World's largest video game will be played on a U.S. skyscraper

A professor in Philadelphia found himself staring at the lights of a 437-ft. tall glass building. Then he had an idea.
Written by Andrew Nusca, Contributor on

I'm not going to try to convince you that this post has anything to do with enterprise technology.

But it's too geeky-cool not to write about.

Drexel University professor Frank Lee has commandeered the lighting system for the Cira Centre, a prominent 437-ft. tall glass shard overlooking Amtrak's 30th St. Station in the U.S. city of Philadelphia, to play Pong. And Snake. (At least, a version of it.)

He made the announcement last night during a preview event for Philly Tech Week, to be held later this month for the third year running.

Apparently, all of the LED lights on the 29-story building have IP addresses. Normally, they're used to display graphic treats and, on game days, the logo of the city's professional baseball team, the Phillies. (The eight-year-old building is easily visible from the city's central business district and from major roadways that flow into it.)

Lee, looking at the building one night a few years ago, thought to himself: what if I could turn those lights into an interactive game that people could play? (He is, after all, the co-founder and co-director of the Game Design Program at Drexel.)

And so he asked. And the building's owner, Brandywine Realty Trust, answered in the affirmative.

An excerpt from his proposal:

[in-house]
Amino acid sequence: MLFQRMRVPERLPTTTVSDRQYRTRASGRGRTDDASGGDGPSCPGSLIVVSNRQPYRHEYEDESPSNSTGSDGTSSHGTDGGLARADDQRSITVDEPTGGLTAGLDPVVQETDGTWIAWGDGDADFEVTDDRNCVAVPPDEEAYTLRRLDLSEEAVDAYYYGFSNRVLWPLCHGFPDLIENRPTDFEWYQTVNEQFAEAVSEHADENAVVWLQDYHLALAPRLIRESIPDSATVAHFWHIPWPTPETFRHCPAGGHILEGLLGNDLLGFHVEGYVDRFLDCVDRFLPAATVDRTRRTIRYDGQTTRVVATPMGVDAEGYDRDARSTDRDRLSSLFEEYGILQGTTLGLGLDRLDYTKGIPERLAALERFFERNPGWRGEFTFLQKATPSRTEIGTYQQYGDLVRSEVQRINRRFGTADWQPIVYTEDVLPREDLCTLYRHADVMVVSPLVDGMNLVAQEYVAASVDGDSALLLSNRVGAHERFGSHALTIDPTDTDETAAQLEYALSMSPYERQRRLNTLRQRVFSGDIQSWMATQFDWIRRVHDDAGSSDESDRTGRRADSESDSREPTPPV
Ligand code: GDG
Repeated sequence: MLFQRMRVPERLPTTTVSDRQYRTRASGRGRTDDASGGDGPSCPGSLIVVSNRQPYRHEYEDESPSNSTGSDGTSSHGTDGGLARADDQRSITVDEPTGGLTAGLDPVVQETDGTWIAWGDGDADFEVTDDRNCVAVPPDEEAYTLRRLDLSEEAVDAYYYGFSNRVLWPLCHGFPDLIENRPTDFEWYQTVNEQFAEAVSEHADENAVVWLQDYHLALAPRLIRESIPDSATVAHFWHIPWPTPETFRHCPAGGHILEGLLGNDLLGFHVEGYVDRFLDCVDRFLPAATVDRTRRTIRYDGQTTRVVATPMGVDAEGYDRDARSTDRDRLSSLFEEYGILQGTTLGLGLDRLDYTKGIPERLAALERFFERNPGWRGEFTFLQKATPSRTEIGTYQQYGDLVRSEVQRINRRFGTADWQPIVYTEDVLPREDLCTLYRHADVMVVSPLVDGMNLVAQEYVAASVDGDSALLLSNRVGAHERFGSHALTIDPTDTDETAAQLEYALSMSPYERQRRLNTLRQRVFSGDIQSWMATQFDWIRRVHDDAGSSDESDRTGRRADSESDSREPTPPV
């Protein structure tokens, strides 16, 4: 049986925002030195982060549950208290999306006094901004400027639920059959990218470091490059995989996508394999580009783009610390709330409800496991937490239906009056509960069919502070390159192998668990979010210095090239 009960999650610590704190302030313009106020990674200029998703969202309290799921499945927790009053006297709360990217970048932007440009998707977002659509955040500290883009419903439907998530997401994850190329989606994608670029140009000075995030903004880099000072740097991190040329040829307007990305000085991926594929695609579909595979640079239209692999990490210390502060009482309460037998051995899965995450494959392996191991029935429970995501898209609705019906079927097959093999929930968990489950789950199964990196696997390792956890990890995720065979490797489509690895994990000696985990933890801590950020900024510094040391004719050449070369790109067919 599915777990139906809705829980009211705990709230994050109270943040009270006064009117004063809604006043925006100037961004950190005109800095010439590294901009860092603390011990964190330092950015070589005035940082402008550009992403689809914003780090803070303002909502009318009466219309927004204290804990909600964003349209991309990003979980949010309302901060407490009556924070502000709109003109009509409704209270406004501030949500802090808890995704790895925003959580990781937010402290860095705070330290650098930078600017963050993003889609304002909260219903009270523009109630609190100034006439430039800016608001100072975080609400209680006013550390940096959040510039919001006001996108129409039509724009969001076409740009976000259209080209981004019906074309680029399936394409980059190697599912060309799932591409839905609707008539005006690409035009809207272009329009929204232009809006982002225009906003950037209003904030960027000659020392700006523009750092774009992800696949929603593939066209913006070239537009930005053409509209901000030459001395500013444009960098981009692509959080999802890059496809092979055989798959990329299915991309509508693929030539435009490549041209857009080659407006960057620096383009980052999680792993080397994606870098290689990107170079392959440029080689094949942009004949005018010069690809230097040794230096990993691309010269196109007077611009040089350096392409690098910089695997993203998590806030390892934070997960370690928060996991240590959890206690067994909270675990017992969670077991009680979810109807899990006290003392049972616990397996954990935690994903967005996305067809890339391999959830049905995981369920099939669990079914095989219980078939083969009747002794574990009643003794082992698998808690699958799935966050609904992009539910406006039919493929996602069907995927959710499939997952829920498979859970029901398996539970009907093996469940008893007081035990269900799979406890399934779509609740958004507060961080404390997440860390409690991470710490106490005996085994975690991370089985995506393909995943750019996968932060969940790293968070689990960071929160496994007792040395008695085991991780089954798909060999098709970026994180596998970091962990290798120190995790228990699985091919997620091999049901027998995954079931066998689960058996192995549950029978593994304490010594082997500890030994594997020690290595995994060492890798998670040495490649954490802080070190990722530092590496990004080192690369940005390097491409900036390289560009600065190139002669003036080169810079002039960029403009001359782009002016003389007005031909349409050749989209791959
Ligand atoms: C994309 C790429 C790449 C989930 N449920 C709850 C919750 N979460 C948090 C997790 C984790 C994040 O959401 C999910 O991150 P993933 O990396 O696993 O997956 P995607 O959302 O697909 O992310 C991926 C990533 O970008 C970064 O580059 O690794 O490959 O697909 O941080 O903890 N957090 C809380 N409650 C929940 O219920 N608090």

We determined that the lighting system can be adapted to become an interactive system in which the lights can change in real-time in response to outside input, e.g. button press, joystick movement, or keystroke. This allows us for example to potentially create games like Pong and Tetris, to be played on one or more sides of the Cira Centre building using its LED lighting system.

The idea? To turn the novelty into an annual event -- the "World's Biggest Video Game Contest" -- and give regular people oversized joysticks to play against each other. It's a massive, interactive public art display, based on technology many people grew up with, on the side of a decidedly corporate structure.

How's that for big data? Gamification? Cloud computing? (Har, har.)

Lee was visibly excited describing it to us last night, and it's easy to see why. He'll be inviting the public to play his game after sundown later this month.

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